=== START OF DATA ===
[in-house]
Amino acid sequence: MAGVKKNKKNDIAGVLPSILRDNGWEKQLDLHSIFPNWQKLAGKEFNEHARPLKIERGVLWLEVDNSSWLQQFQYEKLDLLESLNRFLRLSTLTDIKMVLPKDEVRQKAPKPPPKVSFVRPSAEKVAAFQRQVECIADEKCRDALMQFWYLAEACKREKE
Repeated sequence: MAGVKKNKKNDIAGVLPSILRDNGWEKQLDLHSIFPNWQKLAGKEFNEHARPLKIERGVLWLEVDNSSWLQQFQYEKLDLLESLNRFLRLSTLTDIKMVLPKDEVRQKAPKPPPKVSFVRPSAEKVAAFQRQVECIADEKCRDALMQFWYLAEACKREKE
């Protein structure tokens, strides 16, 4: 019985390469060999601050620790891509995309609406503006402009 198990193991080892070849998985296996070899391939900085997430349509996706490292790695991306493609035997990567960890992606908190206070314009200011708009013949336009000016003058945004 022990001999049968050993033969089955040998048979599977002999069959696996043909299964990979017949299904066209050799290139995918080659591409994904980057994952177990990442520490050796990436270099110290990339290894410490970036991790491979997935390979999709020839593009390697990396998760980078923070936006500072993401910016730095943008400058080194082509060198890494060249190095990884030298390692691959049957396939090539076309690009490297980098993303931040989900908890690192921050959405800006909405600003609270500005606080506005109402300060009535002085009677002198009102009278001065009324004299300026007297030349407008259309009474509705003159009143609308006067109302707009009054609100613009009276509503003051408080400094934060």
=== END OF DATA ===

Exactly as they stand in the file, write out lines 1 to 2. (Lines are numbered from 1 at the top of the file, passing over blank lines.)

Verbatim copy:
[in-house]
Amino acid sequence: MAGVKKNKKNDIAGVLPSILRDNGWEKQLDLHSIFPNWQKLAGKEFNEHARPLKIERGVLWLEVDNSSWLQQFQYEKLDLLESLNRFLRLSTLTDIKMVLPKDEVRQKAPKPPPKVSFVRPSAEKVAAFQRQVECIADEKCRDALMQFWYLAEACKREKE